To the extent Weaver argues that he was entitled to relief from the default judgment pursuant to T.R. 60(B)(6) due to lack of adequate service, we note that Weaver has cited no authority for the proposition that Niederkorn's personal service upon him at his residence was insufficient to confer personal jurisdiction. Indeed, Weaver does not discuss the concept of personal jurisdiction at all, nor does he cite the provisions of the Indiana Trial Rules relating to service of process. As this court has explained, “[w]e will not become an advocate for a party, and we will not address arguments that are either inappropriate, too poorly developed, or improperly expressed to be understood.” Lasater v. Lasater, 809 N.E.2d 380, 389 (Ind.Ct.App.2004). Accordingly, any argument that the default judgment was void for lack of personal jurisdiction due to inadequate service of process is waived for failure to make a cogent argument. See Ind. Appellate Rule 46(A)(8) (requiring that contentions in appellant's brief be supported by cogent reasoning and citations to relevant authority); Price v. Review Bd. of Ind. Dept. of Workforce Dev., 2 N.E.3d 13 (Ind.Ct.App.2013) (noting that failure to present cogent argument or citation to authority constitutes waiver of an issue).
Turning our attention to whether the default judgment should have been set aside pursuant to T.R. 60(B)(1) based on excusable neglect, we note that there are no fixed rules for determining what constitutes excusable neglect. Coslett v. Weddle Bros. Constr. Co., 798 N.E.2d 859 (Ind.2003). “Though the trial court should do what is ‘just’ in light of the facts of individual cases, that discretion should be exercised in light of the disfavor in which default judgments are held.” Id. at 861.
Weaver's argument concerning excusable neglect is based on his assertion that he was unaware of the lawsuit until after the entry of default judgment.1 Specifically, Weaver states that Niederkorn's sworn statement, set forth in an affidavit attached to his motion for default judgment, that he personally served Weaver at his residence with a copy of the summons and complaint was not credible.2 Weaver asserts that the trial court should have instead believed his testimony that he was unaware of the lawsuit until he received a copy of the motion for default judgment. This is nothing more than a request to reweigh the evidence and judge the credibility of witnesses, which we will not do on appeal. See Washington v. Allison, 593 N.E.2d 1273 (Ind.Ct.App.1992) (noting that as the exclusive judge of the weight of the evidence and credibility of witnesses, the trial court was not bound to credit the defaulted party's self-serving testimony denying notice of the lawsuit). The trial court stated on the record that it believed Weaver “knew what was going on.” Transcript at 37. We will not second-guess the trial court's factual determinations on appeal. Because we conclude that the trial court's finding that Weaver failed to establish excusable neglect was not an abuse of discretion, we need not consider whether Weaver alleged a meritorious defense.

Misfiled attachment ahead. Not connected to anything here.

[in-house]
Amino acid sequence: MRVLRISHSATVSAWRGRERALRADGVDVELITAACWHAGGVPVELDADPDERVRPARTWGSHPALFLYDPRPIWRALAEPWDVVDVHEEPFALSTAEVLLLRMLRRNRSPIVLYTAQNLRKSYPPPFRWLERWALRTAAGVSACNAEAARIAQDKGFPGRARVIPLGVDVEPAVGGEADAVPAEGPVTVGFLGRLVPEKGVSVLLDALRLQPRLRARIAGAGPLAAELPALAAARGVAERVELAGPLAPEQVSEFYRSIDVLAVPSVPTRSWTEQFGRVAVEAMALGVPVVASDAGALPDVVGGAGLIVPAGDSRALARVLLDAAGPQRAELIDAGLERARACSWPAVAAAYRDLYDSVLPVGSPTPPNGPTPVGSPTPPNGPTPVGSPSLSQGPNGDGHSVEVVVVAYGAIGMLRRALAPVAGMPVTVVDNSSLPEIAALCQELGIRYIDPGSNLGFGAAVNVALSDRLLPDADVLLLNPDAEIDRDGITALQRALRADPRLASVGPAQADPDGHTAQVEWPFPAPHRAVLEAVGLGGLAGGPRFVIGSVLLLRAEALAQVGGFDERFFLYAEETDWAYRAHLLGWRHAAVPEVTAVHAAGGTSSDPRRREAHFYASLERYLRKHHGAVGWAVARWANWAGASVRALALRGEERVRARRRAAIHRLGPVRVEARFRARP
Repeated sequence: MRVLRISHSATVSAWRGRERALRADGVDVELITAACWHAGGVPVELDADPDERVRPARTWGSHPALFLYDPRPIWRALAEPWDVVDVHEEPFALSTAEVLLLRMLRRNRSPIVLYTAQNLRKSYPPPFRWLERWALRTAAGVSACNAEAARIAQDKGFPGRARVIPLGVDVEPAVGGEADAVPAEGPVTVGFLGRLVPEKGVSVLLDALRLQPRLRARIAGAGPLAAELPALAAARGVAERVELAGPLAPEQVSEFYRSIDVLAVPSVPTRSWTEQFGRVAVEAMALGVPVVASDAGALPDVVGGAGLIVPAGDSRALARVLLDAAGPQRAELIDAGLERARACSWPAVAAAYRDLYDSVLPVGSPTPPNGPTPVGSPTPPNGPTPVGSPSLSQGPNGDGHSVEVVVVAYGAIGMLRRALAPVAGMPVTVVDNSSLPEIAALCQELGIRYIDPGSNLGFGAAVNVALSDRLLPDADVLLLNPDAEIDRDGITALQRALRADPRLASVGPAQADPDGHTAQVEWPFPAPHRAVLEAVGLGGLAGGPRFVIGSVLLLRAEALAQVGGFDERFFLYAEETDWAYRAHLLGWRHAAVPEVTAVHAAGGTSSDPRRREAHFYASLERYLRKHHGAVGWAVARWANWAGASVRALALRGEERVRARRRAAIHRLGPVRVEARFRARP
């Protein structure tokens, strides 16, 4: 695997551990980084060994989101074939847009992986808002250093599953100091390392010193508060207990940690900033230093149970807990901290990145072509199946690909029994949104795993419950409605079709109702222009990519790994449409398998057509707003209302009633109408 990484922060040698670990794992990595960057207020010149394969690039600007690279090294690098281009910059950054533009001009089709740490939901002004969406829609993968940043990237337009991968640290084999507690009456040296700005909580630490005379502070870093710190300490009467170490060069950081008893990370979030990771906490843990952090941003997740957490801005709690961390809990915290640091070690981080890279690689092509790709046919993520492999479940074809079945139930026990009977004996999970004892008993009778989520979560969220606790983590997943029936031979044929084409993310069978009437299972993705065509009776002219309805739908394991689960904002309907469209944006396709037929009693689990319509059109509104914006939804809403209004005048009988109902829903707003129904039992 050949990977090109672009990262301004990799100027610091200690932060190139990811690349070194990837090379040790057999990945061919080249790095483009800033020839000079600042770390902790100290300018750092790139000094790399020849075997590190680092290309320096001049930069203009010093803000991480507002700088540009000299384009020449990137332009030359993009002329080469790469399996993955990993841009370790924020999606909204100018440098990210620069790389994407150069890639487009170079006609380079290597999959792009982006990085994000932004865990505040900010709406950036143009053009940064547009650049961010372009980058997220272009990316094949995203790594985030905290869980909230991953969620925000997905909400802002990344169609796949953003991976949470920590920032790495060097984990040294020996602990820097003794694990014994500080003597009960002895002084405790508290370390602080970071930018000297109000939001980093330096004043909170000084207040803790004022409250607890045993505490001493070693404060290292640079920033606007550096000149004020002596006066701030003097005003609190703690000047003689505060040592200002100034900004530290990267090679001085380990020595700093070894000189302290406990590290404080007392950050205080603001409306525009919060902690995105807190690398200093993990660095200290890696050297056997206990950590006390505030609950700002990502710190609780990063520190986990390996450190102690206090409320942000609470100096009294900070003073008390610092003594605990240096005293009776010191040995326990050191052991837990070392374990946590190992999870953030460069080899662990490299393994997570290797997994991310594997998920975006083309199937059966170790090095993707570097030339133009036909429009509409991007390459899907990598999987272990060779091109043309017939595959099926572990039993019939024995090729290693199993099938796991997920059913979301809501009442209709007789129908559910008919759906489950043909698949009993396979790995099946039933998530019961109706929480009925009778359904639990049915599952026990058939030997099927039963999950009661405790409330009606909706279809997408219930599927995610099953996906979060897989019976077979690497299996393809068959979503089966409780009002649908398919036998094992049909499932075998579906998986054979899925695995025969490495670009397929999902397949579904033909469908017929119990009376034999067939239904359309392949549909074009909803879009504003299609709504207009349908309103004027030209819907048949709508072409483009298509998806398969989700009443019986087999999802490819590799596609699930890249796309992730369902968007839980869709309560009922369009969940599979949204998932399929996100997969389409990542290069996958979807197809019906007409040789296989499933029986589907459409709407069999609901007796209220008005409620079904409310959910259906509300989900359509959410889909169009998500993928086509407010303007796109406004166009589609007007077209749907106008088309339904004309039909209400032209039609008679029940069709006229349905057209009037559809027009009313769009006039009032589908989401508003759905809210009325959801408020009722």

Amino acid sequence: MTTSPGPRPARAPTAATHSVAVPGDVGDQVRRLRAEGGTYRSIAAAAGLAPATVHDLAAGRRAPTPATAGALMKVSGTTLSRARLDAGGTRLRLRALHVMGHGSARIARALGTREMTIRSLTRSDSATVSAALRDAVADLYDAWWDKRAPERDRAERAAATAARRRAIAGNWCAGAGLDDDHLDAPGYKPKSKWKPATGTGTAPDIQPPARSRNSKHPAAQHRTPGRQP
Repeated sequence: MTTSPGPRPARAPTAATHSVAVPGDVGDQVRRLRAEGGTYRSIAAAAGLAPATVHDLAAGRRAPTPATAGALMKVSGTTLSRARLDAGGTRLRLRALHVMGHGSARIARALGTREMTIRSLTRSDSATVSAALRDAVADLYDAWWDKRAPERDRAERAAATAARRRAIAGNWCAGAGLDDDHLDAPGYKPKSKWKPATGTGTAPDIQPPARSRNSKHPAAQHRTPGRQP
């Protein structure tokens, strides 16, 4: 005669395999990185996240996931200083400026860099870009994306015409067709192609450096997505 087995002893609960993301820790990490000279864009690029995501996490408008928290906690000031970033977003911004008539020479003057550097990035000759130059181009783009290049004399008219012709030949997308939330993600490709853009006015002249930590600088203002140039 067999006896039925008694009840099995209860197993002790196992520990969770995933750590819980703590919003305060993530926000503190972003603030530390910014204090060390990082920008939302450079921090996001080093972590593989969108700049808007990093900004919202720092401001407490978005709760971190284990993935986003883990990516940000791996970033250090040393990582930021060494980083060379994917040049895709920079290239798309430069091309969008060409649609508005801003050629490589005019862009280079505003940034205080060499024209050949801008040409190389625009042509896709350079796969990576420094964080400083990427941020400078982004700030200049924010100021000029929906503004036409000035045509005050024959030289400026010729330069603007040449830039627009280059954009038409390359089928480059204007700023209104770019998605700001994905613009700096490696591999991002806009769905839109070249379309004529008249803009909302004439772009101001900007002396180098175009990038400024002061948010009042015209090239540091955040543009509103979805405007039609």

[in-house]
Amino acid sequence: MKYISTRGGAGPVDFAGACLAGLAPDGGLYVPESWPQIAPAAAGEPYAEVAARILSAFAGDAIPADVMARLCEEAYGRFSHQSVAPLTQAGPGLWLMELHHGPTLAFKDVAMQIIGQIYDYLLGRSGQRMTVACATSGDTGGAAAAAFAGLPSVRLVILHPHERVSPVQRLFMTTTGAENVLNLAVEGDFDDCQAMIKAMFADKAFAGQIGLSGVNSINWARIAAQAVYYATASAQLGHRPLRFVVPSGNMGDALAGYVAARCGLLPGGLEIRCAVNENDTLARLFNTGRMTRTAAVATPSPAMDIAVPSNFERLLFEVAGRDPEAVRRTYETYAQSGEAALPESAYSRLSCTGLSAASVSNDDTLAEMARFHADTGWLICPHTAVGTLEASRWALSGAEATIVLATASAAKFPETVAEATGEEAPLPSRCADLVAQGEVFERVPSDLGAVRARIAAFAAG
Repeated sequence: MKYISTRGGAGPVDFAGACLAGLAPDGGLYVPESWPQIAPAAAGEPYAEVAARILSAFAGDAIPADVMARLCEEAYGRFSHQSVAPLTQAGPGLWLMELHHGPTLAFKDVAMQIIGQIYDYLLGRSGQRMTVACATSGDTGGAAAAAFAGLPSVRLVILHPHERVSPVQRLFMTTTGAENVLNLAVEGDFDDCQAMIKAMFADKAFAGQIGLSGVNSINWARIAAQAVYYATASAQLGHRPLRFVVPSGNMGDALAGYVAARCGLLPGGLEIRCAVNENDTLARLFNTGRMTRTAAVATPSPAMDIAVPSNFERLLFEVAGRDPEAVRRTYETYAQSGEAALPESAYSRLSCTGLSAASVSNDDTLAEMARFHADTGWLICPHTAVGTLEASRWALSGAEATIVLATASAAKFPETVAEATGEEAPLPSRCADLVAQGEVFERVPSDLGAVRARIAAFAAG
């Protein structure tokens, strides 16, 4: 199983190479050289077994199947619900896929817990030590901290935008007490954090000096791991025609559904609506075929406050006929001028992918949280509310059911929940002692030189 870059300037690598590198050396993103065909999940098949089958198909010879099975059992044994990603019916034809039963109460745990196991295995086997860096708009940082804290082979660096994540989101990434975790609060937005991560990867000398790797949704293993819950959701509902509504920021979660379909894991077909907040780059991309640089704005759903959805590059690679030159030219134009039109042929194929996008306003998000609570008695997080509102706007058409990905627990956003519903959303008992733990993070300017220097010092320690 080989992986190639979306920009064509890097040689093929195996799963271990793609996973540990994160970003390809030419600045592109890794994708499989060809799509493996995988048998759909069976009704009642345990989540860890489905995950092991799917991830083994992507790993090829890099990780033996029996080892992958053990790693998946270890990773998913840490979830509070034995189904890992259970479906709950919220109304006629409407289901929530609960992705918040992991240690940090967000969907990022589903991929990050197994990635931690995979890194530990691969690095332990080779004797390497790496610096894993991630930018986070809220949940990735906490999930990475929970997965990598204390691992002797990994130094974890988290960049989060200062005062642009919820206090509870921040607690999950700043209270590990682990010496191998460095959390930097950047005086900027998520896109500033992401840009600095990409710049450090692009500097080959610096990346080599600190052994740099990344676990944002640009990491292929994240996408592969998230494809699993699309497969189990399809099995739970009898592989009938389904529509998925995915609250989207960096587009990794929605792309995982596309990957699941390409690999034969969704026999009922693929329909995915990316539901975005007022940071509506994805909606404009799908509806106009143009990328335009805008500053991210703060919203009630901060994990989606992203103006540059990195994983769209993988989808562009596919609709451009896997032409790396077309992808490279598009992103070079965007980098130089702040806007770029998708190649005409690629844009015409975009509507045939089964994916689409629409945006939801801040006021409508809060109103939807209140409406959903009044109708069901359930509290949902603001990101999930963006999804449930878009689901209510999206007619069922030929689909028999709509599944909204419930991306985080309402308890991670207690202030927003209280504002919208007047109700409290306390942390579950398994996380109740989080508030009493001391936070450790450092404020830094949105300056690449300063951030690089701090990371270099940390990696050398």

1. By his own admission, Weaver became aware of the proceedings shortly before the entry of default judgment. In a letter sent to the trial court, Weaver acknowledged receiving Niederkorn's motion for the entry of default judgment on December 6, 2012, five days before the trial court entered default judgment.
2. We note that the trial court took judicial notice of its file, which included Niederkorn's affidavit, at the hearing on the motion to set aside the default judgment.
MATHIAS, J., and PYLE, J., concur.